David Cameron is to hold his final cabinet meeting as prime minister after six years in 10 Downing Street before Theresa May takes over and appoints a new office. May will become Britain's second female prime minister on Wednesday (13 July) after Andrea Leadsom, her last rival in the Tory leadership race, decided to drop out "in the interests of our country" before the final vote could take place.

Cameron originally announced he was going to stand down in October after Britain voted to leave the EU in the historic referendum on 23 June, but decided to bring his resignation forward after it was revealed May would be the sole candidate for Conservative leader and would effectively become the new PM.

Cameron will now meet with his cabinet, including chancellor George Osborne and foreign secretary Phillip Hammond, and is expected to be paid tribute by his colleagues, led by the home secretary May.

Cameron will then take his final PMQs session at the House of Commons on 13 July, after which he is expected to tender his resignation. Cameron has already paid tribute to May outside Downing Street after it was confirmed she would be the new party leader.

He said: "I'm delighted we are not going to have a prolonged Conservative leadership election campaign, I think Andrea Leadsom had made the absolutely right decision to stand aside and it's clear Theresa May has the overwhelming support of the Conservative Parliamentary party.

"She is strong, she is competent, she's more than able to provide the leadership the country is going to need in the years ahead, and she will have my full support."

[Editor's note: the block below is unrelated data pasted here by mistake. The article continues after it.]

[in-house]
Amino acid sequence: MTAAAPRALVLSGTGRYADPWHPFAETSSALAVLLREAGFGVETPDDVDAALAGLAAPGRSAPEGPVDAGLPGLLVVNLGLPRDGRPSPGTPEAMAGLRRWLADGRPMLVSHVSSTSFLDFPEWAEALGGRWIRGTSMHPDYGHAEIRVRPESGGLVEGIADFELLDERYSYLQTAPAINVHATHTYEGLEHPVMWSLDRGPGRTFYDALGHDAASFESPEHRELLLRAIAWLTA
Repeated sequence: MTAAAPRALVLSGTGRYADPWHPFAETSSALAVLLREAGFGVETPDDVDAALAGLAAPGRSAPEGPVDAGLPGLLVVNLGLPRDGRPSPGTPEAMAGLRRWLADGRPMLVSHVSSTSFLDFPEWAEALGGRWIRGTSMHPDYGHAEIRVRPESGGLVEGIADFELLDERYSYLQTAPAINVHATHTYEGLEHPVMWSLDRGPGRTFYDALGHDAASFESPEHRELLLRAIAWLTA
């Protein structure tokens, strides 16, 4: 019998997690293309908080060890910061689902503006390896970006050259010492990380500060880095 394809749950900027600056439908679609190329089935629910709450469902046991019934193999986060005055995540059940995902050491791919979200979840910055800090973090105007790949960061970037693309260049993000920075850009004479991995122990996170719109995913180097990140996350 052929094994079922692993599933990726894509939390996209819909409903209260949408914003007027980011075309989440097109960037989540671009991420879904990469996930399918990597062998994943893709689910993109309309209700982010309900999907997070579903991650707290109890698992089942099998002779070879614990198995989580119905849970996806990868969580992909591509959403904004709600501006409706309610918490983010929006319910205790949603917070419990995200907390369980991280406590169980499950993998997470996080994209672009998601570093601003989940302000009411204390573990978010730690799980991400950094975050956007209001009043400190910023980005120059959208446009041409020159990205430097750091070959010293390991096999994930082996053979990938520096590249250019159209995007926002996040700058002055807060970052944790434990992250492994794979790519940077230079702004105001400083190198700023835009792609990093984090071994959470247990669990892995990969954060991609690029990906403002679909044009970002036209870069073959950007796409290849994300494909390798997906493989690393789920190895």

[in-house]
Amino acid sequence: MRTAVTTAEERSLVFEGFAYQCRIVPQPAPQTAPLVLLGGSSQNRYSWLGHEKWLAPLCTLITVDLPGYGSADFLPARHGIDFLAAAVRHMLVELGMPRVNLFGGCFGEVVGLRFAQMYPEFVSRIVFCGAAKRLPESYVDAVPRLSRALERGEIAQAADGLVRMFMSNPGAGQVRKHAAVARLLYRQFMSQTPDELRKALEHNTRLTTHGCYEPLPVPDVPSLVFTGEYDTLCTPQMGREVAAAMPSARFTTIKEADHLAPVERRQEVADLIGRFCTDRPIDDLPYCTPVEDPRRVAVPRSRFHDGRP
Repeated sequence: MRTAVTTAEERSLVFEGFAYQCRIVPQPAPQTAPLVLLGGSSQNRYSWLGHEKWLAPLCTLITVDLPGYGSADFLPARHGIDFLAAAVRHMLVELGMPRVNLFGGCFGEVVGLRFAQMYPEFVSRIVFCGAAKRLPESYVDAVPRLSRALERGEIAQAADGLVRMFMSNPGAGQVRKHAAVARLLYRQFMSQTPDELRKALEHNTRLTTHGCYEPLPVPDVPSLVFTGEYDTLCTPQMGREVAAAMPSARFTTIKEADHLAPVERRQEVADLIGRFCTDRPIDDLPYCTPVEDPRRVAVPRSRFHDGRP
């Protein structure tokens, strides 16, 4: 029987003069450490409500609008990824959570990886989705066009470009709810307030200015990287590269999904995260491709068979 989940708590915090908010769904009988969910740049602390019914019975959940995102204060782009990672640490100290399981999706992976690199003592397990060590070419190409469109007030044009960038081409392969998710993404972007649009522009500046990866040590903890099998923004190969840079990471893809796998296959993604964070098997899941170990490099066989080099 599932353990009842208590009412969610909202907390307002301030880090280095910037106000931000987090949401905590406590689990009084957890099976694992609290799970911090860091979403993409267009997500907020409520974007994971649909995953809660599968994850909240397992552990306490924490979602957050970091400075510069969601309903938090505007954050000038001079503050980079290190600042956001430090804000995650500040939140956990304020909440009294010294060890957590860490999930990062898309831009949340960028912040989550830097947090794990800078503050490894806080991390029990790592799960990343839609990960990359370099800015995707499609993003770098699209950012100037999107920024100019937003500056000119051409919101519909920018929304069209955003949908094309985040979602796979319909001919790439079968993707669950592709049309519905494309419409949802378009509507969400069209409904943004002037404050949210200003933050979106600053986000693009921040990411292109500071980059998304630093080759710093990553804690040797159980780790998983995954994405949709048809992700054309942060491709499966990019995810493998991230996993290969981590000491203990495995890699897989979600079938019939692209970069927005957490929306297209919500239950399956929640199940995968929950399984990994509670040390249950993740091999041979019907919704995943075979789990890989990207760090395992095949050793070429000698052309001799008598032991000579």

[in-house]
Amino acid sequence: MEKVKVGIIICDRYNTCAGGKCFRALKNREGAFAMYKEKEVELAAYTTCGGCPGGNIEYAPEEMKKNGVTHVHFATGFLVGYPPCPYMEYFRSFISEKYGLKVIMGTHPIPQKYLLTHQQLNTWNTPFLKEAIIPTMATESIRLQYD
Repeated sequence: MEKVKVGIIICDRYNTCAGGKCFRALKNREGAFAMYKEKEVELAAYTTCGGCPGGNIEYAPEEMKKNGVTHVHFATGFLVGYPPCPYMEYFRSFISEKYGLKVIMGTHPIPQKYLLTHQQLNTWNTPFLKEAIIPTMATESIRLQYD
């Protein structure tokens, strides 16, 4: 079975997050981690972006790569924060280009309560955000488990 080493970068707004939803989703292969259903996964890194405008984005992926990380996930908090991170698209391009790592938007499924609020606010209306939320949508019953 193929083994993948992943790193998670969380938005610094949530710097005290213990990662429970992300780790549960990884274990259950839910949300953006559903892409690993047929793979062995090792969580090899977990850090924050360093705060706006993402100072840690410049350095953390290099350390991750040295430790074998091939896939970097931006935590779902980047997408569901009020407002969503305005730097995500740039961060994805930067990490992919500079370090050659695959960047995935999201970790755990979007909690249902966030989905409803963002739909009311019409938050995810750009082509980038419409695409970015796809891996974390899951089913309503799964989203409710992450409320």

David Cameron cabinet
David Cameron hosts the first weekly cabinet meeting in Downing Street following the 2015 General election victoryGetty

May said she is "honoured and humbled" to be fast-tracked as leader of the Conservative party and vows to make Brexit a success despite campaigning for Britain to remain in the EU.

She said: "During this campaign my case has been based on three things. First, the need for strong, proven leadership to steer us through what will be difficult and uncertain economic and political times, the need, of course, to negotiate the best deal for Britain in leaving the EU and to forge a new role for ourselves in the world. Brexit means Brexit and we're going to make a success of it.

"Second we need to unite our country. And third, we need a strong, new positive vision for the future of our country - a vision of a country that works not for the privileged few but works for every one of us.

"Because we're going to give people more control over their lives and that's how together we will build a better Britain."

Theresa May
Theresa May makes a statement after Andrea Leadsom pulled out of the contest earlier today to become Conservative Party leader outside the Houses of ParliamentCarl Court/ Getty Images